Michigan has been billed among the leading states in recognized PFAS contamination sites, which researchers have attributed, in part, to the state government’s comparatively aggressive approach toward testing and monitoring contamination sites. That includes seven state agencies coming together to form the Michigan PFAS Action Response Team in 2017.

State regulators are actively tracking at least 295 PFAS-contaminated sites across more than half of Michigan’s 83 counties—including at landfills, manufacturing facilities, airports, military bases, and other locations where the chemicals have been used or dumped since the 1940s.

State data shows the majority of those sites, so far, have been identified in Kent, Oakland, Kalamazoo, Muskegon, Wayne and Genesee counties—with each tracking at least a dozen contaminated properties. The sheer extent of the pollution has caused some researchers and activists to label the situation as Michigan’s biggest environmental crisis in at least 40 years.

What happens now?

Water providers will generally have three years to do testing. If those tests exceed the limits, they’ll have two more years to install treatment systems, according to EPA officials.

Some water utilities have already taken issue with the rule, saying treatment systems are expensive to install and that customers will end up paying more for water—particularly those living in smaller communities with fewer resources. Legal challenges are likely to follow.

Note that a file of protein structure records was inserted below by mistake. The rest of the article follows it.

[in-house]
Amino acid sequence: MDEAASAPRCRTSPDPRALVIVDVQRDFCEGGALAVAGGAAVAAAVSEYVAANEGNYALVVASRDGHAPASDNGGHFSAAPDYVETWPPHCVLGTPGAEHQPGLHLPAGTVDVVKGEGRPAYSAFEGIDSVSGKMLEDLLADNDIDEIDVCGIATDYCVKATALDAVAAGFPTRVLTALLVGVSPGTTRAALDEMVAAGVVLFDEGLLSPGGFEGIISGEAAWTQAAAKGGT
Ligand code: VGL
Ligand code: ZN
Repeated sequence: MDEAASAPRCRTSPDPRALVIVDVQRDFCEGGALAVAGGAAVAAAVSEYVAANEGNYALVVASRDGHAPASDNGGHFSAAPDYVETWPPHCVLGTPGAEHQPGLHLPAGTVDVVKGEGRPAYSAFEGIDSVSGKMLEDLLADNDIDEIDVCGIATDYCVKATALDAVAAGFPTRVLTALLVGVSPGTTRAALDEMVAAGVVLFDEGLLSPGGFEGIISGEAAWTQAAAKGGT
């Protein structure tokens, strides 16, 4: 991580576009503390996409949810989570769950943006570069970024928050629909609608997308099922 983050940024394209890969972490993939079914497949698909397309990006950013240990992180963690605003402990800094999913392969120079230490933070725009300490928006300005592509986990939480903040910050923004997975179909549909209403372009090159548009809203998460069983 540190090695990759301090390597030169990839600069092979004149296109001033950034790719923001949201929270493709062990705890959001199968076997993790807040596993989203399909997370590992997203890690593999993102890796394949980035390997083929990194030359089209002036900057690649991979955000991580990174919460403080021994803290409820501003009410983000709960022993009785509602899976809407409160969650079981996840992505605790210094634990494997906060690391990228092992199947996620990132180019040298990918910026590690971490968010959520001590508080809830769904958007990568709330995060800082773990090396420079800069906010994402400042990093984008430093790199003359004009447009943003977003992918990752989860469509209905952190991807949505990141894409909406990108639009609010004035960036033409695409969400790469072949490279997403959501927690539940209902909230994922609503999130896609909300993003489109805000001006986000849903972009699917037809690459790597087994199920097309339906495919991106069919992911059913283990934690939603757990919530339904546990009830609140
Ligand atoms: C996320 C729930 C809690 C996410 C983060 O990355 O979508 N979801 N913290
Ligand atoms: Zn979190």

Some funds are available to help utilities. Manufacturer 3M recently agreed to pay more than $10 billion to drinking water providers to settle PFAS litigation. Biden’s Bipartisan Infrastructure Law also includes billions more to combat the substance, but utilities say more will be needed.

Slotkin said Congress still has “more work to do,” including by focusing on ways to provide federal resources (and funding) to help smaller communities clean up PFAS contamination.

“We know that with the new standards, lots of people are going to be looking (for PFAS) and lots of communities are going to find that water—particularly outside of Michigan where they haven’t had state standards,” Slotkin said. “They’re going to want help and the federal government needs to do work to appropriate the funds so that people can get the cleanup they deserve.”

“It takes a village. It takes legislators and activists. It takes people at the local level, the federal level. It takes an administration who wants to do something about drinking water standards. It takes a ton of people to get this done.” Slotkin added. “It’s difficult to overstate the significance. The job is not done, but it is a really important chapter in the book on PFAS and cleaning it up.”

The Associated Press contributed to this report.

READ MORE: Farmers call for federal ‘safety net’ after PFAS sinks Michigan cattle farm

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  • Kyle Kaminski

    Kyle Kaminski is an award-winning investigative journalist with more than a decade of experience covering news across Michigan. Prior to joining The ‘Gander, Kyle worked as the managing editor at City Pulse in Lansing and as a reporter for the Traverse City Record-Eagle.